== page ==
D’ALEO: I agree with you, Lou. We need conservation. An all of the above solution for energy, regardless of whether we’re right and it cools over the next few decades or continues to warm, a far less dangerous scenario. And that means nuclear. It means coal, oil, natural gas. Geothermal, all of the above.

DOBBS: Jay, you made the comment about the impact of solar sunspot activity. Sunspot activity the 11-year cycle that we’re all familiar with. There are much larger cycles, 12,000 to 13,000 years as well. We also heard a report disregard, if you will, for the strength and significance of solar activity on the earth’s environment. How do you respond to that?

Is he talking about me? Please see some of my publications on the subject from 2006, 2004 and 2001. My point above was that relative to current greenhouse gas increases, solar is small – not that it is unimportant or uninteresting. This of course is part of the false dilemma ‘single cause’ argument that the pseudo-skeptics like to use – that change must be caused by either solar or greenhouse gases and that any evidence for one is evidence against the other. This is logically incoherent.

FEHR: It just seems silly to not recognize that the earth’s climate is driven by the sun.

Ah yes.

Your Chad Myers pointed out it’s really arrogant to think that man controls the climate.

This is a misquoted reference to a previous segment a few weeks ago where Myers was discussing the impact of climate on individual weather patterns. But man’s activities do affect the climate and are increasingly controlling its trends.

90 percent of the climate is water vapor which we have no impact over and if we were to try to reduce greenhouse gases with China and India controlling way more than we do and they have boldly said they are not going to cripple their economy by following suit, our impact would have no — no change in temperature at all in Europe they started carbon — capping trade in 2005. They’ve had no reduction in groan house gases, but a 5 percent to 10 percent increase in the standard of living. We don’t want to go that route.

What? Accounting for the garbled nature of this response, he was probably trying to say that 90% of the greenhouse effect is caused by water vapour. This is both wrong and, even were it true, irrelevant.

DOBBS: Alex, you get the last word here. Are you as dismissive of the carbon footprint as measured by carbon dioxide in the atmosphere?

GROSS: No, not really. But I think in the long term, efficiency is where the gains come from. I think efficiency should come first, carbon footprint second.

DOBBS: Thank you very much. Alex, Jay, and Joe. Folks, appreciate you being with us.

FEHR: Thank you.

In summary, this is not the old ‘balance as bias‘ or ‘false balance‘ story. On the contrary, there was no balance at all! Almost the entire broadcast was given over to policy advocates whose use of erroneous-but-scientific-sounding sound bites is just a cover for their unchangable opinions that nothing should ever be done about anything. This may make for good TV (I wouldn’t know), but it certainly isn’t journalism.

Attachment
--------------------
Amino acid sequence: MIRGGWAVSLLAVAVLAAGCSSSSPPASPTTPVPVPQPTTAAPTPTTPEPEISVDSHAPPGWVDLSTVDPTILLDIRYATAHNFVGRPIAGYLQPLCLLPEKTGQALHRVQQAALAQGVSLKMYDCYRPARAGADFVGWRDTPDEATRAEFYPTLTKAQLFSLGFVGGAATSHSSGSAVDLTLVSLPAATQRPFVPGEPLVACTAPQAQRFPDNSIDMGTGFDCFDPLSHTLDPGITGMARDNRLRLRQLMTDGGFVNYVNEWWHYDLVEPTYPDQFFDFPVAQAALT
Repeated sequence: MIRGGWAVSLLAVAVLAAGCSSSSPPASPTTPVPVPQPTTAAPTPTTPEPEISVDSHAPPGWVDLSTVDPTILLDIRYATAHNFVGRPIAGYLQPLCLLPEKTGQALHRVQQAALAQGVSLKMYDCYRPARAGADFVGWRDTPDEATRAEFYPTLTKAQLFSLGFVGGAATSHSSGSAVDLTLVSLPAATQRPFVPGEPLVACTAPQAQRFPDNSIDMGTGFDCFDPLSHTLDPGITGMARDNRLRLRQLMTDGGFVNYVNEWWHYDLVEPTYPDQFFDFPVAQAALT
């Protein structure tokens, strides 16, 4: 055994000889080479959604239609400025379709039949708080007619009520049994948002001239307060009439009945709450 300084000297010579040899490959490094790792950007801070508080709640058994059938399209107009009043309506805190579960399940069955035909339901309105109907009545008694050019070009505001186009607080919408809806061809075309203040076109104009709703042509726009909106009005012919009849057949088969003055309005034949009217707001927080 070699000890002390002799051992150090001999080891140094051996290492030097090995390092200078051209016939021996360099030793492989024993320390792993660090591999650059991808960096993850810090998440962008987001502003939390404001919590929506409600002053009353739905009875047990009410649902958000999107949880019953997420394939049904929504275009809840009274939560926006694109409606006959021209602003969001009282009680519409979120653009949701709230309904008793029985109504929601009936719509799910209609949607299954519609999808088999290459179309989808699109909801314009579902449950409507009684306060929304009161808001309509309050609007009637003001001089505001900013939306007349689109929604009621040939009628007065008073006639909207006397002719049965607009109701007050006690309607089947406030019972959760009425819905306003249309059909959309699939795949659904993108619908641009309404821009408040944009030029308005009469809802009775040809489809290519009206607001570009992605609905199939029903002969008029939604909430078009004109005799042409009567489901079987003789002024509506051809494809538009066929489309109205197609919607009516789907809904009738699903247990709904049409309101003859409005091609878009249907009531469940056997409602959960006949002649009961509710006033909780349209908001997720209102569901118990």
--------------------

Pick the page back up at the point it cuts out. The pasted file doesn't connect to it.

There are pressures on journalists that conspire against fully researching a story – deadlines, the tyranny of the news peg etc. – but that means they have to be all the more careful in these kinds of cases. Given that Lou Dobbs has been better on this story in the past, seeing him and his team being spun like this is a real disappointment. They could really do much better.

Update: Marc Roberts sends in this appropriate cartoon:


596 Responses to “CNN is spun right round, baby, right round”

  1. 551

    jcbmack,
    Some backup that helps illustrate the very large possible gains is at http://www.eia.doe.gov/oiaf/aeo/pdf/earlyrelease.pdf See Fig 8, page 12.

    Note that the green bars for buildings represent heat from natural gas. If that natural gas was first used to generate electricity (a high temperature use)and then be used for building heat (a low temperature use), a significant part of the electricity part of the CO2 would be cut out. This would reflect on the separate right side of the chart. And that could be a significant impact on CO2 from coal.

    But the CO2 from transportation is the biggest thing to address as this Figure 8 also points out.

  2. 552
    Hank Roberts says:

    Nice find, that EIA draft doc:

    “• Even though the mix of investments in new power plants relies less on coal than in recent AEOs, coal remains the dominant fuel for electricity generation because of continued reliance on existing
    coal-fired plants and the addition of some new ones in the absence of an explicit policy to reduce GHG emissions (Figure 7).”

  3. 553

    Re Ray Ladbury #550
    Thanks for your good wishes.

    For the junior soccer team you still need the Dymaxion by Buckminster Fuller, said to have been capable of 37 mpg. It supposedly held 11 people. It attempted to utilize airship characteristics, but the large body near the ground just does not quite get there. Seriously, I think we could accommodate 2 or three kids in the back for the basic size now, but I really have not fully addressed family use.

    I had originally intended for the car to be even narrower than the current configuration, but I widened it somewhat and used the space for substantial side structure, safety being one of the things I hope to do a lot better than the car companies have done. Notice that there are no side doors and that entry is via a ramp that lowers at the rear and beneath the car, like some of the Boeing 727 aircraft of the past. So the side structure should be substantially better than conventional cars. In my demonstration model I am using steel tubing in tetrahedral shapes to get about the best strength structure possible. Also, the wheel trains, though low, still act as a barrier to threats from the side, and these are full of lead acid batteries, or something similarly heavy.